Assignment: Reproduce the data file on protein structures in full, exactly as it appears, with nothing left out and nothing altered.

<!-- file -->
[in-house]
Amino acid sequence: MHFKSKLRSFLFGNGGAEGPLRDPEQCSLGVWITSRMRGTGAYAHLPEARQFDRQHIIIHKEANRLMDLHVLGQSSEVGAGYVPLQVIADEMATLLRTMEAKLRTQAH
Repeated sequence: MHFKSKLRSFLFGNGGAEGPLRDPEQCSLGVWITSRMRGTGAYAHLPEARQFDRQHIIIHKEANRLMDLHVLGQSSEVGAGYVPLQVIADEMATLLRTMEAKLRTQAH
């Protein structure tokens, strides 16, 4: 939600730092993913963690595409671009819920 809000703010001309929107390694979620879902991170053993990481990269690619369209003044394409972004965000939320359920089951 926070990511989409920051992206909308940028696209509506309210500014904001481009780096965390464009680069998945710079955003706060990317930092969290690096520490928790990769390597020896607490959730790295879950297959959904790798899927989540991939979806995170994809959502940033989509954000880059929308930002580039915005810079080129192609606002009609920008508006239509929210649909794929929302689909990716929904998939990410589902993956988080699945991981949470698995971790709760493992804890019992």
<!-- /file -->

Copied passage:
[in-house]
Amino acid sequence: MHFKSKLRSFLFGNGGAEGPLRDPEQCSLGVWITSRMRGTGAYAHLPEARQFDRQHIIIHKEANRLMDLHVLGQSSEVGAGYVPLQVIADEMATLLRTMEAKLRTQAH
Repeated sequence: MHFKSKLRSFLFGNGGAEGPLRDPEQCSLGVWITSRMRGTGAYAHLPEARQFDRQHIIIHKEANRLMDLHVLGQSSEVGAGYVPLQVIADEMATLLRTMEAKLRTQAH
């Protein structure tokens, strides 16, 4: 939600730092993913963690595409671009819920 809000703010001309929107390694979620879902991170053993990481990269690619369209003044394409972004965000939320359920089951 926070990511989409920051992206909308940028696209509506309210500014904001481009780096965390464009680069998945710079955003706060990317930092969290690096520490928790990769390597020896607490959730790295879950297959959904790798899927989540991939979806995170994809959502940033989509954000880059929308930002580039915005810079080129192609606002009609920008508006239509929210649909794929929302689909990716929904998939990410589902993956988080699945991981949470698995971790709760493992804890019992």